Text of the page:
The sun kept away today, and the cloud-wrapped air was mild.
To increase seasonal confusion the winter flowering cherry has bloomed early and nudges crab apples normally stripped by blackbirds by now.
This camellia is a very early spring bloomer, but never a November one.
Fuchsias like Delta’s Sarah and Mrs Popple just go on and on;
what is Margaret Merril doing distributing her summer scents over the latter?
This pink climber; the deep magenta Gloriana; gently blushing Crown Princess Margareta; never-ending For Your Eyes Only; dewy Mamma Mia; and ever-prolific Absolutely Fabulous still, beyond their normal spans, cling to life.
Even Winchester Cathedral has turned its back on Autumn.
Fatsia knows when to flower;
as for bidens, pelargoniums, and penstemon, they have no idea when to stop.
This afternoon the skies gently leaked and I scanned the last few black and white negatives produced from Kensal Green Cemetery in May 2008.
One of the most skilfully carved monuments in this, the earliest of “The Magnificent Seven” landscaped London cemeteries, stands in honour of Ninon Michaelis (c1864-1895) who ‘was the first wife of Maximilian (Max) Michaelis (1852-1932), a German-South African financier and diamond magnate. Max Michaelis was a partner in the mining company of Wernher, Beit & Co., and came to England in 1891 as the firm’s London director. An avid collector of paintings, he donated a magnificent collection of Dutch masters to the South African government, and endowed the Michaelis School of Fine Arts in the University of Cape Town. He was knighted in 1924. Ninon Michaelis was named as a popular figure in reviews of troops in South Africa. In May 1895, at the age of 31, she died of syncope (fainting), pneumonia and alcoholism. Also deposited in the vault beneath the monument are the remains of Max’s brother Gustav Michaelis (c1858-1901). Ownership of the vault passed to Maximilian’s second wife, Lillian Elizabeth Burton, whom he married in 1908, and who is recorded as the owner of the plot in 1932……..’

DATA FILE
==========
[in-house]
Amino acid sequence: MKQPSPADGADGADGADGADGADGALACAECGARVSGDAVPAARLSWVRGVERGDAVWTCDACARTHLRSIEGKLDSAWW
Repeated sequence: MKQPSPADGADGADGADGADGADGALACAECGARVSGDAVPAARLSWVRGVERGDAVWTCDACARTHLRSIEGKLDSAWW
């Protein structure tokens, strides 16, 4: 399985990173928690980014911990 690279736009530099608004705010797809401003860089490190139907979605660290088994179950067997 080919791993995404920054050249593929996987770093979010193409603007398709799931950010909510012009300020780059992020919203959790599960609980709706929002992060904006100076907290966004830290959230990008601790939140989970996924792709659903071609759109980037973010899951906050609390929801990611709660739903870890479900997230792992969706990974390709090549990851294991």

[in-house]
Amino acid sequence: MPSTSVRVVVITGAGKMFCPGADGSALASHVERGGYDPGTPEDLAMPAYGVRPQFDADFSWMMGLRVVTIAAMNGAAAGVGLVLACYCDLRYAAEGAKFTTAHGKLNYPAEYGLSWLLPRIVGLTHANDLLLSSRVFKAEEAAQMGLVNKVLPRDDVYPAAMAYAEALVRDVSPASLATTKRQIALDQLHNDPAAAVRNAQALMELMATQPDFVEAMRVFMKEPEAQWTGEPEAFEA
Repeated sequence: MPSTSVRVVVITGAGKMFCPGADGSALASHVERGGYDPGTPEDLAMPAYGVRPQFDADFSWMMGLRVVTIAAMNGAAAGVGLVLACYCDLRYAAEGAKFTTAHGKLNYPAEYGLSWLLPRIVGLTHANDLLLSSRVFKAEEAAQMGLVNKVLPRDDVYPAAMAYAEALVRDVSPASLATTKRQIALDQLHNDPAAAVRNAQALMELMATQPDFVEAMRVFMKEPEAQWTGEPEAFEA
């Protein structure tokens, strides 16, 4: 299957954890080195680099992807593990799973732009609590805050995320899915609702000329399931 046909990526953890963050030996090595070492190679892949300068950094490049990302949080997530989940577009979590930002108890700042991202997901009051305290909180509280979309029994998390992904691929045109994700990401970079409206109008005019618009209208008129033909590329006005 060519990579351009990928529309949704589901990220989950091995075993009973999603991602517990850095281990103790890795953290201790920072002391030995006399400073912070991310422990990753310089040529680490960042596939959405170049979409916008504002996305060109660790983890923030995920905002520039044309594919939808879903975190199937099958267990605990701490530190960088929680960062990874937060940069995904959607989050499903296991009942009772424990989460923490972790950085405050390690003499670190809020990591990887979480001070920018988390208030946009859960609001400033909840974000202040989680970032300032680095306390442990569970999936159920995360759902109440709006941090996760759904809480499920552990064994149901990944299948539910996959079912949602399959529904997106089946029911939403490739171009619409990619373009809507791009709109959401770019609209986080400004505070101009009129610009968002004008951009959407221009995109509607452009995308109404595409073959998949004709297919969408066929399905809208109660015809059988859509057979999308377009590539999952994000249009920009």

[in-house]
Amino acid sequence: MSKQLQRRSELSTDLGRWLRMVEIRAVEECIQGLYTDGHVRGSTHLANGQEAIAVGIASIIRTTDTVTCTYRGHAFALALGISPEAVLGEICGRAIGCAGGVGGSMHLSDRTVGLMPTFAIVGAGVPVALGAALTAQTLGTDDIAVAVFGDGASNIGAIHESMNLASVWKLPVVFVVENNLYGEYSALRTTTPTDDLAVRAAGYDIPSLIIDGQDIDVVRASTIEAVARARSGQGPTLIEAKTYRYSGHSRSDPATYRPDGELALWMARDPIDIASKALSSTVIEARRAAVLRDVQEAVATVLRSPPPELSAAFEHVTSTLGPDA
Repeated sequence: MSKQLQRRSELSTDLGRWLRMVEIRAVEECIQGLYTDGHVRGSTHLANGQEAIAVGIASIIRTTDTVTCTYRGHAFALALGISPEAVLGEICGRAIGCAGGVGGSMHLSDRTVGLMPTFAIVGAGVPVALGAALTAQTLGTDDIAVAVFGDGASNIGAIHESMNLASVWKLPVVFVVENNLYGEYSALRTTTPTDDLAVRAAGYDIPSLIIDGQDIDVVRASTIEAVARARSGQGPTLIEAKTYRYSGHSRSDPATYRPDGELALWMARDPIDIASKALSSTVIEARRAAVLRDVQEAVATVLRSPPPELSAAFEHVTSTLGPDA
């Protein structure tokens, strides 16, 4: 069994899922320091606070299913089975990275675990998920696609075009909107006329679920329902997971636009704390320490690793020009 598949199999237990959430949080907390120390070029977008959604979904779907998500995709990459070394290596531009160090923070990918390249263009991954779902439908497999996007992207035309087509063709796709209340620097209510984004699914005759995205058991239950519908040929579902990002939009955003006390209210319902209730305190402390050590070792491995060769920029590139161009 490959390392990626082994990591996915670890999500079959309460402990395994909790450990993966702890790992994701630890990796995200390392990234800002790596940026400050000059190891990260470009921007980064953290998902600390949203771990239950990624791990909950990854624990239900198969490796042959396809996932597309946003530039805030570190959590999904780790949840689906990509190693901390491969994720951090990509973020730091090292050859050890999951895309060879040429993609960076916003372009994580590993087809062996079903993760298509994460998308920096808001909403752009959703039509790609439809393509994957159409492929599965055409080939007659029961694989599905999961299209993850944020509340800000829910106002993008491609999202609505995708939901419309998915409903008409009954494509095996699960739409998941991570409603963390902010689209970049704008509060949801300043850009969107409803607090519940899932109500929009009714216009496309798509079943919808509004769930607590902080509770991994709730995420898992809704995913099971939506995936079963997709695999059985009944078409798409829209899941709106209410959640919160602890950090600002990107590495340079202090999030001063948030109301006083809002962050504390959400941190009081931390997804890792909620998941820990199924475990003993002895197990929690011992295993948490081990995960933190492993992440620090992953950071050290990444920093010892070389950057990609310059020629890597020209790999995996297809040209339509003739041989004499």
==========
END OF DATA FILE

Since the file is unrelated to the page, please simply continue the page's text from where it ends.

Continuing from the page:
‘The monument is attributed to Henry Alfred Pegram (1862-1937). Pegram entered the Royal Academy Schools in 1881 and exhibited at the Royal Academy from 1884.’ (https://historicengland.org.uk/listing/the-list/list-entry/1246089).
A side view of this sculpture of artist Wiliam Mulready appears in the book so I will not reproduce it here.
Sorrowful angels populate these Victorian burial grounds.
Another sealed up mausoleum is this one erected for Sir Patrick O’Brien.
His obituary in the International Catholic News weekly reported ‘The death of SIR PATRICK O’BRIEN, BART., on April 25, is announced. The deceased Baronet was the eldest son of the late Sir Timothy O’Brien, Bart. When the Corporation of Dublin was reformed in 1840, Daniel O’Connell was elected the first Catholic Chief Magistrate of the City since the penal times. Sir Timothy O’Brien was the second, and he was again subsequently elected when it became known that the Queen was to pay her first visit to Ireland. It was on this occasion, 1849, that the honour of a Baronetcy was conferred. He had then been member for Cashel since 1845 and continued such till 1857.’ (http://ukcdngenealogy.blogspot.com/2016/08/a-london-cemetery-blumberg-obrien-and.html)
This evening we dined on Jackie’s well-matured spicy pasta arrabbiata and tender green beans with which she drank Hoegaarden and I drank Valle Central Reserva Privado Merlot 2019.